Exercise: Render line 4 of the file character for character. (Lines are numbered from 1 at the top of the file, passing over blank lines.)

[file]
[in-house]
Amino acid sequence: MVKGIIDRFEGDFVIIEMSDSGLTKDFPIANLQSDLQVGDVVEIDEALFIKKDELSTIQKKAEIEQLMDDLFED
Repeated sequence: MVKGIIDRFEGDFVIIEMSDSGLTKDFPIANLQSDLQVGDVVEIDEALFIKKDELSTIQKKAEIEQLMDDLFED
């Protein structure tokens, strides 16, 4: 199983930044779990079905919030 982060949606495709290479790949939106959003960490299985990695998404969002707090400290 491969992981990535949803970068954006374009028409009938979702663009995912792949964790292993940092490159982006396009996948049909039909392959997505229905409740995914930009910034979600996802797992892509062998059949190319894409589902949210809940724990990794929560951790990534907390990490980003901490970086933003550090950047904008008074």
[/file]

């Protein structure tokens, strides 16, 4: 199983930044779990079905919030 982060949606495709290479790949939106959003960490299985990695998404969002707090400290 491969992981990535949803970068954006374009028409009938979702663009995912792949964790292993940092490159982006396009996948049909039909392959997505229905409740995914930009910034979600996802797992892509062998059949190319894409589902949210809940724990990794929560951790990534907390990490980003901490970086933003550090950047904008008074």